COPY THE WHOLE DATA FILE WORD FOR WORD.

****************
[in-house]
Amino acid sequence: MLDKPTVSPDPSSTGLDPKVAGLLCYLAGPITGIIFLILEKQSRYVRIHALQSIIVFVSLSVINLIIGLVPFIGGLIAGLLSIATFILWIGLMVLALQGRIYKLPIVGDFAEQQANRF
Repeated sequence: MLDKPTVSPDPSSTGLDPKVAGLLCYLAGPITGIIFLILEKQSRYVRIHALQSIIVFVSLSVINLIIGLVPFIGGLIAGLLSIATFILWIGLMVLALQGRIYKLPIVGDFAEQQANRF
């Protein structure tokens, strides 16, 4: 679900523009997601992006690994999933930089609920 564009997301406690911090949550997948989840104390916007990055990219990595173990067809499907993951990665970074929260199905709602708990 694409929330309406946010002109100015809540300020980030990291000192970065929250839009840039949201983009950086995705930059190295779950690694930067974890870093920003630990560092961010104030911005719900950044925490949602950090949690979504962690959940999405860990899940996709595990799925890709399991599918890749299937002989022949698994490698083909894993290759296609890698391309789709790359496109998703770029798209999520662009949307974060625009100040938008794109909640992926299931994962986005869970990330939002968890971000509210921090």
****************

[in-house]
Amino acid sequence: MLDKPTVSPDPSSTGLDPKVAGLLCYLAGPITGIIFLILEKQSRYVRIHALQSIIVFVSLSVINLIIGLVPFIGGLIAGLLSIATFILWIGLMVLALQGRIYKLPIVGDFAEQQANRF
Repeated sequence: MLDKPTVSPDPSSTGLDPKVAGLLCYLAGPITGIIFLILEKQSRYVRIHALQSIIVFVSLSVINLIIGLVPFIGGLIAGLLSIATFILWIGLMVLALQGRIYKLPIVGDFAEQQANRF
């Protein structure tokens, strides 16, 4: 679900523009997601992006690994999933930089609920 564009997301406690911090949550997948989840104390916007990055990219990595173990067809499907993951990665970074929260199905709602708990 694409929330309406946010002109100015809540300020980030990291000192970065929250839009840039949201983009950086995705930059190295779950690694930067974890870093920003630990560092961010104030911005719900950044925490949602950090949690979504962690959940999405860990899940996709595990799925890709399991599918890749299937002989022949698994490698083909894993290759296609890698391309789709790359496109998703770029798209999520662009949307974060625009100040938008794109909640992926299931994962986005869970990330939002968890971000509210921090």